There are many reasons to be excited about this year’s group of freshmen. But if there’s one reason to be cautiously optimistic about our offense this season, it’s the existence of an actual, real-life Division I-A point guard.

3. Who will replace Marcus Derrickson?

To be honest, I was really looking forward to this season because I didn’t expect to lose any of our significant contributors. With our incoming freshmen, an improving Pickett and Blair, and Derrickson and Govan leading the way - that roster has a chance to finish Top 3 in the Big East. But alas, Marcus jumped to the league, and he leaves big shoes to fill.

Who replaces Marcus at the 4? It won’t be easy. There isn’t a single player on the roster who can replicate his combination of rebounding and quality perimeter shooting (a scorching 46.5% from beyond the arc). So, it will likely need to be multiple players, perhaps none more important than Josh LeBlanc. LeBlanc, a 6’-7’’ freshman from Baton Rouge, plays hard. And now that Antwan Walker is no longer with the program, LeBlanc is sure to receive a lot of run.

Although Pickett and Kaleb Johnson will likely start and carry the load, neither player is the sort of banger we will use to complement Govan in the middle. So LeBlanc may need to be that guy. Hopefully he’s up to the task to at least mitigate the loss of MD’s production.

4. Will our non-conference schedule keep us out of the NCAA Tourney?

It pains me to raise this point for a second consecutive season. Scheduling isn’t complicated. Whether the primary metric is RPI or this new NET thing, teams should participate in high-end tournaments, play a handful of games against quality opponents, spice things up with a few road/neutral games, and avoid playing the dregs of Division I (sub-300 RPI teams).

Last year’s non-conference schedule was one of the worst in the history of mankind and a constant source of ridicule from pundits and opposing fans.

This year’s schedule is better, but still lacks creativity, if not a basic awareness of the sorts of matchups that get you into trouble. Last year, we didn’t play in any tournaments and our only tough non-conference matchup was a home tilt against the Orange. This year, we play Syracuse and Illinois on the road and we have a home bout against SMU. We also play in a tournament in Jamaica (Patrick’s home). So, while it’s easy to shrug your shoulders and say “well, it’s better than last year,” let’s take a second to more carefully unpack the games.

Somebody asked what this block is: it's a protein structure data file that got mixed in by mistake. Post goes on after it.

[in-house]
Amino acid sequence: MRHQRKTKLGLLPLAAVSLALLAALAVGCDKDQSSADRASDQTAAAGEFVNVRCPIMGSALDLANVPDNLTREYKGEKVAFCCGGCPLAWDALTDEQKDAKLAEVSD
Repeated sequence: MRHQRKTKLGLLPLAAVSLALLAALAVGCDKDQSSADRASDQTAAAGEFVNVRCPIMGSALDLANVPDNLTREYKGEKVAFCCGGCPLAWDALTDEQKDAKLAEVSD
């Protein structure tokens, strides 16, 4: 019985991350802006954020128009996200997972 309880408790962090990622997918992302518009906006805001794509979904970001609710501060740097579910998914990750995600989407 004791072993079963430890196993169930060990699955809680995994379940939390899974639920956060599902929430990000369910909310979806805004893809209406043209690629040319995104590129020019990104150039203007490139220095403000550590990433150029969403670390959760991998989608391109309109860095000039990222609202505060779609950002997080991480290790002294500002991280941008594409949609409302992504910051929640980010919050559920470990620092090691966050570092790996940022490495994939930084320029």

Our only non-conference game against a legitimate NCAA Tourney team is our matchup at the Carrier Dome. Our only home matchup against a halfway decent power conference school features SMU (hooray?). And the big-time tourney we’re joining will feature fabulous games against the likes of South Florida and Loyola Marymount. But wait, there’s more. Remember those 7+ sub-300 RPI opponents on our schedule last season? This year is only marginally better. Check out this murderer’s row of home games:

  • Maryland Eastern-Shore
  • Central Connecticut State
  • Campbell
  • Liberty
  • Arkansas Little-Rock
  • Howard

Want more people in the seats? Maybe try finding a few opponents that fans actually want to pay money to see instead of flying in the Washington Generals.

Why bother harping on this? Because this year isn’t last year. Even if you were prepared to give the staff a mulligan for last year’s rebuilding season, and you appreciated the need to inject some confidence in a relatively young team, you can’t argue the same this season.

We should be relatively good. Prognosticators expect us to finish somewhere in the middle of the conference, which would give us a legitimate chance to go to the Tourney. But in late February and early March, when cases are made for and against bubble teams...this schedule could keep us on the wrong side.

5. Will the sophomores take a major step forward?

I see you, Jamorko Pickett and Jahvon Blair. Any way you slice it, our two remaining sophs (we hardly knew you, Antwan) will need to be leaders on this team. Pickett was our third leading scorer last year, but only shot 36% from the floor and led the team in turnovers (2.5 per game). He needs to play smarter and be more patient this season. During a year in which Georgetown’s offense only seemed to have one speed (fast as hell), Pickett embodied this carefree style. Sometimes it was a refreshing departure from the plodding Princeton days of old, but other times it just seemed reckless and loose. I expect more from Pickett this year. He needs to be a leader.